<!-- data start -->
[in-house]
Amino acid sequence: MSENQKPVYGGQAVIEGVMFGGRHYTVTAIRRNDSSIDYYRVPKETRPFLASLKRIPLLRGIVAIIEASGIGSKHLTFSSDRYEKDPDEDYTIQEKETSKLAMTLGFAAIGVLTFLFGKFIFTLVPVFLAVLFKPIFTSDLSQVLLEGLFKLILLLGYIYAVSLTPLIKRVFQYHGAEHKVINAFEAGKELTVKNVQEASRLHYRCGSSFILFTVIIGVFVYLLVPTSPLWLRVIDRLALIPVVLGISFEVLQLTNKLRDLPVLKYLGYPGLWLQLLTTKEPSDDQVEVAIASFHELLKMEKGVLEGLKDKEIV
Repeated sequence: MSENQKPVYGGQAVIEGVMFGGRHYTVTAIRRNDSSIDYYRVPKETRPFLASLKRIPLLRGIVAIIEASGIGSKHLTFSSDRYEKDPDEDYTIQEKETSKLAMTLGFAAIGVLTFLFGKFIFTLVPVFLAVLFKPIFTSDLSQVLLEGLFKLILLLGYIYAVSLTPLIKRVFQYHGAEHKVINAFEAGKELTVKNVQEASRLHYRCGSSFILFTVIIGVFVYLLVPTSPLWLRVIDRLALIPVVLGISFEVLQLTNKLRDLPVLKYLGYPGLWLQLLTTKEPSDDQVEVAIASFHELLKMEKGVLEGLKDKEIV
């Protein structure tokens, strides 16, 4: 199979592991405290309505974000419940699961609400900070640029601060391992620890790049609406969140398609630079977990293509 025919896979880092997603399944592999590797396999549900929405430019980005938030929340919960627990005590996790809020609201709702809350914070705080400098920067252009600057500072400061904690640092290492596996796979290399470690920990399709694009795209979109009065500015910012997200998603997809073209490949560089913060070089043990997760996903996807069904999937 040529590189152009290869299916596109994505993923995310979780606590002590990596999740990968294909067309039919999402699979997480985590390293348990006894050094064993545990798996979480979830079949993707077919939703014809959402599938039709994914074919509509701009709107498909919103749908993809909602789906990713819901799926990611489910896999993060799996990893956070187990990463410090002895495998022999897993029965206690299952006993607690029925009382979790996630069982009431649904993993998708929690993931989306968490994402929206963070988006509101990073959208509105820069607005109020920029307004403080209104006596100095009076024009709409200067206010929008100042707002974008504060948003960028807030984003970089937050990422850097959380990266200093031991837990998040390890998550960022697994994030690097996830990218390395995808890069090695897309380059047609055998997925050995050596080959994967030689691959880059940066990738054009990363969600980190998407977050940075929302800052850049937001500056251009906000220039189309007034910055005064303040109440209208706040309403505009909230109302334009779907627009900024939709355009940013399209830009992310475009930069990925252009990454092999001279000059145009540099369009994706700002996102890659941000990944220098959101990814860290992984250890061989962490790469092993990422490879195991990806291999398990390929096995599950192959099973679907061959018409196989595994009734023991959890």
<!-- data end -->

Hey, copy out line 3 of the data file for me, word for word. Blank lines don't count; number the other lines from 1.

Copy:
Repeated sequence: MSENQKPVYGGQAVIEGVMFGGRHYTVTAIRRNDSSIDYYRVPKETRPFLASLKRIPLLRGIVAIIEASGIGSKHLTFSSDRYEKDPDEDYTIQEKETSKLAMTLGFAAIGVLTFLFGKFIFTLVPVFLAVLFKPIFTSDLSQVLLEGLFKLILLLGYIYAVSLTPLIKRVFQYHGAEHKVINAFEAGKELTVKNVQEASRLHYRCGSSFILFTVIIGVFVYLLVPTSPLWLRVIDRLALIPVVLGISFEVLQLTNKLRDLPVLKYLGYPGLWLQLLTTKEPSDDQVEVAIASFHELLKMEKGVLEGLKDKEIV